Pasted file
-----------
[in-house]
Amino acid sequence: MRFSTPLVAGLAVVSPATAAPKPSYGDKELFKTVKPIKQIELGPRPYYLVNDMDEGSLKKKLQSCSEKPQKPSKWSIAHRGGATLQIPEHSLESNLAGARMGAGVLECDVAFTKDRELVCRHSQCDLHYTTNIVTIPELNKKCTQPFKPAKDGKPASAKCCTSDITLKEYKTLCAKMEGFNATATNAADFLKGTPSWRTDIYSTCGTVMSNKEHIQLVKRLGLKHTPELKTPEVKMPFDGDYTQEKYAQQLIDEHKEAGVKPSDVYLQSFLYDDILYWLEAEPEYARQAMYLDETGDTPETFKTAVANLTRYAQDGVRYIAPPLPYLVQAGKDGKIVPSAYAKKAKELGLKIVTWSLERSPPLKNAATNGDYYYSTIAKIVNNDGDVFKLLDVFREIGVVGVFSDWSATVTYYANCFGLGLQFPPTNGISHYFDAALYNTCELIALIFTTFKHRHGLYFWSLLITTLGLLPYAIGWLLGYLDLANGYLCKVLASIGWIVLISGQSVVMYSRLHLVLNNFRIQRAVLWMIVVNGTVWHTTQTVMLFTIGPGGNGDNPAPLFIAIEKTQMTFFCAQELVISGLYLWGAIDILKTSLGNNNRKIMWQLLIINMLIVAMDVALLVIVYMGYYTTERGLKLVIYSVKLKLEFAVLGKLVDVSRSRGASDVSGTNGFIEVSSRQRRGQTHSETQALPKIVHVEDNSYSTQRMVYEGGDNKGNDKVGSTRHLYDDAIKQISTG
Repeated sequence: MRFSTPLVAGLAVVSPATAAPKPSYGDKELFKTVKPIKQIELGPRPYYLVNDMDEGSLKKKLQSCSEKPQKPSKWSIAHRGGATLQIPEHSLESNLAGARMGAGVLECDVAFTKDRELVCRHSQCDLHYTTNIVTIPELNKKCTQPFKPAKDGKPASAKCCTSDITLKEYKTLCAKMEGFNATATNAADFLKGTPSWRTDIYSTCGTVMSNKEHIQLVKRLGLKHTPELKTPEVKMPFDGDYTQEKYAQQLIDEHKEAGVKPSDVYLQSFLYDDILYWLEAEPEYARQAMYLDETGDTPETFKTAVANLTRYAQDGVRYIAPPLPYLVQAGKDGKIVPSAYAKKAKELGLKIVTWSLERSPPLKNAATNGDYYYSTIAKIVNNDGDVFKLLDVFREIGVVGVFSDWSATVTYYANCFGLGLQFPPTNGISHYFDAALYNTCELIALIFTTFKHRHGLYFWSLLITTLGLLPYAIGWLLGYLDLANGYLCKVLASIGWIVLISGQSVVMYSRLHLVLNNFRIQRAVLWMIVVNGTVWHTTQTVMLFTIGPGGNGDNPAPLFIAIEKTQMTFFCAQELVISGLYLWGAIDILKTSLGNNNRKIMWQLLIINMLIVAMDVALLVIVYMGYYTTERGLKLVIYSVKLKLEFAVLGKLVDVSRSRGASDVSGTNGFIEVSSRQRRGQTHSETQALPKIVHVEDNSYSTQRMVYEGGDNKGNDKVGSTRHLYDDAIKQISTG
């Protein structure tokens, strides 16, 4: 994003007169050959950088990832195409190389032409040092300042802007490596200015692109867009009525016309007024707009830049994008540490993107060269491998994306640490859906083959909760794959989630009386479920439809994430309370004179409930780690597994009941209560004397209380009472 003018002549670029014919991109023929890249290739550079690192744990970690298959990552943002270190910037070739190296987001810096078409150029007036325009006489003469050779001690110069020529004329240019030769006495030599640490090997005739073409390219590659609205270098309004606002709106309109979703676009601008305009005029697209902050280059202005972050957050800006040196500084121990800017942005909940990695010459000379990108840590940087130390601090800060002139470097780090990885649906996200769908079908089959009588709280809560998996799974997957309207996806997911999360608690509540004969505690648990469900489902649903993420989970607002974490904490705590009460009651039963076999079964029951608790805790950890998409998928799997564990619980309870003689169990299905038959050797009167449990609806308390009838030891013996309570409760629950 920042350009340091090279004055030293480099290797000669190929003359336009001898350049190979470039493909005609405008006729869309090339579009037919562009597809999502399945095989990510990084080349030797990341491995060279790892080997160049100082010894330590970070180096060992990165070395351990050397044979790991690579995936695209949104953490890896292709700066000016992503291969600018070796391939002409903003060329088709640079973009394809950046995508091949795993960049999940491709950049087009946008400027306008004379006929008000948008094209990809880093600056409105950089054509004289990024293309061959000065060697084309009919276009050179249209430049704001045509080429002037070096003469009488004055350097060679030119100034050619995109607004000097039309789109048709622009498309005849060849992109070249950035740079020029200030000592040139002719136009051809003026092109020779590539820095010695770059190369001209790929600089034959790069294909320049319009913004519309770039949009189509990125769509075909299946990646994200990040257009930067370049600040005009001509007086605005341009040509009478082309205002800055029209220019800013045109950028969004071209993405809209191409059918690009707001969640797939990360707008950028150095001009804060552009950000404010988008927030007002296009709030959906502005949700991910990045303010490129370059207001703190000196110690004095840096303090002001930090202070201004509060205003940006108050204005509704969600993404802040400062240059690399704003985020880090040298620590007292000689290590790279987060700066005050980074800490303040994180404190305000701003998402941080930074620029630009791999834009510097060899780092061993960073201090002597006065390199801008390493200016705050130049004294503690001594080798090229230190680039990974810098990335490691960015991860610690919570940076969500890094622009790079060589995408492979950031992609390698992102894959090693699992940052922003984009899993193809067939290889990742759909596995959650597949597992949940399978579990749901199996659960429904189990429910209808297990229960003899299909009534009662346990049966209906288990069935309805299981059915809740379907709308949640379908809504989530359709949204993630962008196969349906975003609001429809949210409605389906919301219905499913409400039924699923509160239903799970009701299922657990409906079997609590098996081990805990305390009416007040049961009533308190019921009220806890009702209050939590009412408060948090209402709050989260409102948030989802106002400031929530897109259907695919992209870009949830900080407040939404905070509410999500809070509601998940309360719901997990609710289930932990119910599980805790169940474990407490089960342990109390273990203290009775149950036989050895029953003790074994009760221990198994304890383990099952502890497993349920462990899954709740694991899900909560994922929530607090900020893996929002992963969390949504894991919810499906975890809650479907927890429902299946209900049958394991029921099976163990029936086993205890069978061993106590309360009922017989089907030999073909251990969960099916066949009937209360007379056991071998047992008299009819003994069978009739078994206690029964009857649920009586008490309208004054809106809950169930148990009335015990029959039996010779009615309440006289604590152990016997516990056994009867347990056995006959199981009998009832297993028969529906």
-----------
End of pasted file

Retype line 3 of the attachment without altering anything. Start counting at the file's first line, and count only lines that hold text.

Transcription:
Repeated sequence: MRFSTPLVAGLAVVSPATAAPKPSYGDKELFKTVKPIKQIELGPRPYYLVNDMDEGSLKKKLQSCSEKPQKPSKWSIAHRGGATLQIPEHSLESNLAGARMGAGVLECDVAFTKDRELVCRHSQCDLHYTTNIVTIPELNKKCTQPFKPAKDGKPASAKCCTSDITLKEYKTLCAKMEGFNATATNAADFLKGTPSWRTDIYSTCGTVMSNKEHIQLVKRLGLKHTPELKTPEVKMPFDGDYTQEKYAQQLIDEHKEAGVKPSDVYLQSFLYDDILYWLEAEPEYARQAMYLDETGDTPETFKTAVANLTRYAQDGVRYIAPPLPYLVQAGKDGKIVPSAYAKKAKELGLKIVTWSLERSPPLKNAATNGDYYYSTIAKIVNNDGDVFKLLDVFREIGVVGVFSDWSATVTYYANCFGLGLQFPPTNGISHYFDAALYNTCELIALIFTTFKHRHGLYFWSLLITTLGLLPYAIGWLLGYLDLANGYLCKVLASIGWIVLISGQSVVMYSRLHLVLNNFRIQRAVLWMIVVNGTVWHTTQTVMLFTIGPGGNGDNPAPLFIAIEKTQMTFFCAQELVISGLYLWGAIDILKTSLGNNNRKIMWQLLIINMLIVAMDVALLVIVYMGYYTTERGLKLVIYSVKLKLEFAVLGKLVDVSRSRGASDVSGTNGFIEVSSRQRRGQTHSETQALPKIVHVEDNSYSTQRMVYEGGDNKGNDKVGSTRHLYDDAIKQISTG